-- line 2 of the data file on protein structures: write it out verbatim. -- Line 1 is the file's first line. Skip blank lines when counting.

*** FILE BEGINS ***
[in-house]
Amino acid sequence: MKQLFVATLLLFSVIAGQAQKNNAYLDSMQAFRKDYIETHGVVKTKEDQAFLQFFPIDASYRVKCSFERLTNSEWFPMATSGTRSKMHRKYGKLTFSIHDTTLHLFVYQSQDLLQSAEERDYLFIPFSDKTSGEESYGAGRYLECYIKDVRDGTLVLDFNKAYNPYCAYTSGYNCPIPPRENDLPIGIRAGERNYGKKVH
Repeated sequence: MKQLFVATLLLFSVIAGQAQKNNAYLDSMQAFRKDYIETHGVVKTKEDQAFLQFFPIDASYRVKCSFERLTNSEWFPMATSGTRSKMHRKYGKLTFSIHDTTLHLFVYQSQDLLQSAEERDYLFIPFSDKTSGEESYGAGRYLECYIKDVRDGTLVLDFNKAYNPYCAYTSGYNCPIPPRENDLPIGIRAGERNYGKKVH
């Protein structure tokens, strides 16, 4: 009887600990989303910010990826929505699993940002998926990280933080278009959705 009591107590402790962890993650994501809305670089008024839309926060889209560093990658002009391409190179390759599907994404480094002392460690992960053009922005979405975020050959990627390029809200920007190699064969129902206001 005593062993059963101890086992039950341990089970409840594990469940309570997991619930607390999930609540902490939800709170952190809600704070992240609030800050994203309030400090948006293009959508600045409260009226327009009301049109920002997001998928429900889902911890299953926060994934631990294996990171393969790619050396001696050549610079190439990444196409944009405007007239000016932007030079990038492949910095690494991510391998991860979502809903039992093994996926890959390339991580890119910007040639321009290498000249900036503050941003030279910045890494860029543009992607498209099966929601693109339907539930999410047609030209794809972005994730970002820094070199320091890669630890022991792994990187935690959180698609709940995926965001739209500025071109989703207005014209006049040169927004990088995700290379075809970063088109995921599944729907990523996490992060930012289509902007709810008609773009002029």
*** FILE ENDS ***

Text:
Amino acid sequence: MKQLFVATLLLFSVIAGQAQKNNAYLDSMQAFRKDYIETHGVVKTKEDQAFLQFFPIDASYRVKCSFERLTNSEWFPMATSGTRSKMHRKYGKLTFSIHDTTLHLFVYQSQDLLQSAEERDYLFIPFSDKTSGEESYGAGRYLECYIKDVRDGTLVLDFNKAYNPYCAYTSGYNCPIPPRENDLPIGIRAGERNYGKKVH